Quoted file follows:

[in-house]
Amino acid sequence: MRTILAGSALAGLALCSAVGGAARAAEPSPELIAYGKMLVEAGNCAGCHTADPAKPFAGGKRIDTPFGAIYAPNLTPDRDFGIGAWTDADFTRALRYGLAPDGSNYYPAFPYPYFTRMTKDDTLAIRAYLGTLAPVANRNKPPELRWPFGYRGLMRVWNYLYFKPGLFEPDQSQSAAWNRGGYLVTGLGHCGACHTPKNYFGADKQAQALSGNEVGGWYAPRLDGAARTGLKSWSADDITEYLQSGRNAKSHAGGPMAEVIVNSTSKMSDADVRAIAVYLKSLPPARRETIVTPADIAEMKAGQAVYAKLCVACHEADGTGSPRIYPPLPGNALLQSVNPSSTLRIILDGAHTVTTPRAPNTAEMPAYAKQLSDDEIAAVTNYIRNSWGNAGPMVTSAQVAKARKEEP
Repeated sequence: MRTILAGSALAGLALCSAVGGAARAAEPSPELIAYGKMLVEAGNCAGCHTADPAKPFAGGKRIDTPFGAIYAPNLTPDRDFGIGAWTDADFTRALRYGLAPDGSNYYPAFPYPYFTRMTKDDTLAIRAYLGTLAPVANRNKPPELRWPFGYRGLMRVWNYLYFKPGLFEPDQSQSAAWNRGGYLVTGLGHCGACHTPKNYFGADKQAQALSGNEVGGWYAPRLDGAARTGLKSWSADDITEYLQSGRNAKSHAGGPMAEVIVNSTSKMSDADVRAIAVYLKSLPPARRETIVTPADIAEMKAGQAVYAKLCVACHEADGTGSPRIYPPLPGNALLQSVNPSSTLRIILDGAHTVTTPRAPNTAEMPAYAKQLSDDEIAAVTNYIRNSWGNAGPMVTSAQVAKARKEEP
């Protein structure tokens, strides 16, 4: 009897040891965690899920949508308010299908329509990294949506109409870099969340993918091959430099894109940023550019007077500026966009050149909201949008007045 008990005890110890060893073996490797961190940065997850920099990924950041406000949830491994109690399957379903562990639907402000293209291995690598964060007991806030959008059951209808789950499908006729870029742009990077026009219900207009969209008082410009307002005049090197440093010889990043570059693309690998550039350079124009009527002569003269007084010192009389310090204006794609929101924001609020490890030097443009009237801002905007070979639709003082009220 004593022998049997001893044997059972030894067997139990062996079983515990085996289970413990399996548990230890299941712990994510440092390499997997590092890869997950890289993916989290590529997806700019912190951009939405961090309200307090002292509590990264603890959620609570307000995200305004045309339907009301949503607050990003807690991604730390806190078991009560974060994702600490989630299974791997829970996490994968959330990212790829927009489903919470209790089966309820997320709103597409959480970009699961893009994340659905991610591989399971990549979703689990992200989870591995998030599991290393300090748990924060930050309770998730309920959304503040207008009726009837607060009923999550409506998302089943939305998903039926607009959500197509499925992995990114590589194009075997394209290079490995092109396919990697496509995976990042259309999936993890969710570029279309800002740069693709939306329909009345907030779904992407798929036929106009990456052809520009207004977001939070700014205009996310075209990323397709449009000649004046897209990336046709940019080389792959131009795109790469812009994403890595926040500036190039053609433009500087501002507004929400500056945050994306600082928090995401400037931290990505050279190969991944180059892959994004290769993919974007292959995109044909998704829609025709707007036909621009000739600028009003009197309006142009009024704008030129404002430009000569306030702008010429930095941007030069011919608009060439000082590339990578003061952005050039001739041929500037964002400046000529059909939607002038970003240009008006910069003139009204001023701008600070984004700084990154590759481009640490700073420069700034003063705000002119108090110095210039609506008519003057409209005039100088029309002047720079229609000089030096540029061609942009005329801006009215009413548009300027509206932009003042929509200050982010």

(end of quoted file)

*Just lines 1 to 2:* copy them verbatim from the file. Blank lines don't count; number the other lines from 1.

[in-house]
Amino acid sequence: MRTILAGSALAGLALCSAVGGAARAAEPSPELIAYGKMLVEAGNCAGCHTADPAKPFAGGKRIDTPFGAIYAPNLTPDRDFGIGAWTDADFTRALRYGLAPDGSNYYPAFPYPYFTRMTKDDTLAIRAYLGTLAPVANRNKPPELRWPFGYRGLMRVWNYLYFKPGLFEPDQSQSAAWNRGGYLVTGLGHCGACHTPKNYFGADKQAQALSGNEVGGWYAPRLDGAARTGLKSWSADDITEYLQSGRNAKSHAGGPMAEVIVNSTSKMSDADVRAIAVYLKSLPPARRETIVTPADIAEMKAGQAVYAKLCVACHEADGTGSPRIYPPLPGNALLQSVNPSSTLRIILDGAHTVTTPRAPNTAEMPAYAKQLSDDEIAAVTNYIRNSWGNAGPMVTSAQVAKARKEEP